But it Gets Much Worse

All we’ve heard from China for the last 2 or 3 years was that they were going full blast on wind turbine installations, and determined to become the world leader in wind power.  This weather has changed dramatically on this story over the past week, beyond the above vanity comment.

  1. China dramatically tightening credit, which is slowing down the proliferation of capital intensive projects, particularly those notorious ones that are leading to overbuilding.
  2. China clamps down specifically on wind turbine production due to oversupply.  http://www.bloomberg.com/apps/news?pid=newsarchive&sid=abrVEoOp6.bU
    http://www.businessweek.com/news/2010-03-11/china-idles-40-of-windpower-turbine-output-capacity-update1-.html
    Global growth in the turbine business is down from 30% to 40% earlier in the decade to 8%, and China is idling 40% of its wind turbine factories.  Also investors must note this piece, which observes that pricing per kilowatt has fallen nearly 20% during 2009.  This is projected to lead to a further narrowing of margins in the business looking forward.
    http://www.upi.com/Science_News/Resource-Wars/2010/02/22/Chinas-wind-power-sector-faces-challenges/UPI-57761266871911/
  3. Now comes word that Chinese officials are floating a rethinking of the massive commitment to wind energy:  “China ‘not suitable’ for wind power generation”, according to a government official in the Beijing Times.  http://www.chinadaily.com.cn/bizchina/2010-03/10/content_9568535.htm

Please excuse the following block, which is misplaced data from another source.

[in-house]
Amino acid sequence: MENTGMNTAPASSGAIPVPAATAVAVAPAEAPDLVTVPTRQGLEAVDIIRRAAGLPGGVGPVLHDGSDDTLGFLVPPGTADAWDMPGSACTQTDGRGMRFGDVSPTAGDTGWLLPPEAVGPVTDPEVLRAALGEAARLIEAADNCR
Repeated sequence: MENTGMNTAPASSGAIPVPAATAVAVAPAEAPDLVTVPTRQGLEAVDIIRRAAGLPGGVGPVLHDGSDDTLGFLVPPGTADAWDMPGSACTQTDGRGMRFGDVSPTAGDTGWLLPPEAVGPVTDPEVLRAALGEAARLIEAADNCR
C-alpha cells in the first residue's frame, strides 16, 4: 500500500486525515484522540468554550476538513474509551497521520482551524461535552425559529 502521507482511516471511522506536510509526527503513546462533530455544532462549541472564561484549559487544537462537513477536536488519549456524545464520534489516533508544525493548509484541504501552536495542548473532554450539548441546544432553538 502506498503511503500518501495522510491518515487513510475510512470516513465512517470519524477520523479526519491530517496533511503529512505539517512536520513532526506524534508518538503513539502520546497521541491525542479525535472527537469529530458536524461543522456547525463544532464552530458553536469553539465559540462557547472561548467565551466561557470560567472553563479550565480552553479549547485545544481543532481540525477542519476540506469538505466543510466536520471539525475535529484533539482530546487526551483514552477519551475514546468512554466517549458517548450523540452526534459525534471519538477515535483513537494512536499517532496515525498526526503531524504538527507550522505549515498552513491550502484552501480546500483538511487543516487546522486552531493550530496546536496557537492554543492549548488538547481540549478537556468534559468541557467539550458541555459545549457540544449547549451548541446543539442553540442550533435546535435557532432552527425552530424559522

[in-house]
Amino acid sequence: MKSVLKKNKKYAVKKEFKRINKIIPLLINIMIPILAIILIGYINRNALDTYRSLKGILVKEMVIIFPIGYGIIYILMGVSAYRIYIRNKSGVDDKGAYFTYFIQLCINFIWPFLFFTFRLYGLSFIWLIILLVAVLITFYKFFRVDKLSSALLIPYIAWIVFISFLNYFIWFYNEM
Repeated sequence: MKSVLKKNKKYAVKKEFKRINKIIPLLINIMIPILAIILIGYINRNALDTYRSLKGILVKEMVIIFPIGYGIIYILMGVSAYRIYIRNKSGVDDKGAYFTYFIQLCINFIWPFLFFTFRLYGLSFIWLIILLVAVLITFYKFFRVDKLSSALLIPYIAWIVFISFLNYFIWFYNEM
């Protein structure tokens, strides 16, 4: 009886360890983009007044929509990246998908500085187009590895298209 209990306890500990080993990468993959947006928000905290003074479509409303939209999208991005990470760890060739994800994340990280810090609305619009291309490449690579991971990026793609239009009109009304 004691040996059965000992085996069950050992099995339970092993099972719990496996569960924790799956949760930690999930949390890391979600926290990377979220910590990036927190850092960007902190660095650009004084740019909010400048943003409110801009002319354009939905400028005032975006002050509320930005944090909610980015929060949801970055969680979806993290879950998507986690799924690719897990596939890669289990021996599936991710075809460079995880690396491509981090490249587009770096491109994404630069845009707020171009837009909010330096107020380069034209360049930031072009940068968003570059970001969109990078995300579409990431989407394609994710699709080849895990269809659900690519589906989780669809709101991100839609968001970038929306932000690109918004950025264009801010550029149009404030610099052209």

He comments that idling and life-expectancy erosion due to sandstorms, making an example of the 10 Gig project in Gansu province.   Sinovel is a primary supplier to the project, through China WindPower Group.  http://www.zero2ipo.com.cn/en/n/2010-3-4/20103493118.shtml
Now there have been sandstorms in China for decades, but we note a significant “wind shift” that Chinese officials are beginning to mention them, in light of life-expectancy concerns for capital-intensive wind projects, particularly those that publicly get tagged as “vanity projects” by government officials.

Insider Sales

CEO Greg Yurek alone has sold over 375,000 shares just this year, and consistently bangs out his options as they are earned, retaining fewer shares than he’s sold just during 2010.

Conclusion

Citron believes AMSC is vulnerable to the perfect storm of converging concerns, not even considering an escalating trade conflict with China.  Looming over AMSC is its extraordinary revenue dependency on a single customer, with no real transparency on how it maintains huge gross margins by providing an increasingly commoditized subsystem, in China, the most price-competitive marketplace on earth.

Additionally, it now faces vulnerabilities due to a concern of an overfilled pipeline, plugged by a downturn in China’s rate of installation of wind turbines, caused by macro-economic conditions, as capital for projects of questionable return dries up.

And when in doubt, Citron advises readers to “follow the money”.   The furious rate of CEO Yurek’s insider selling should cause any investor to ask why they should be on the other side of his trade.

Cautious investing to all.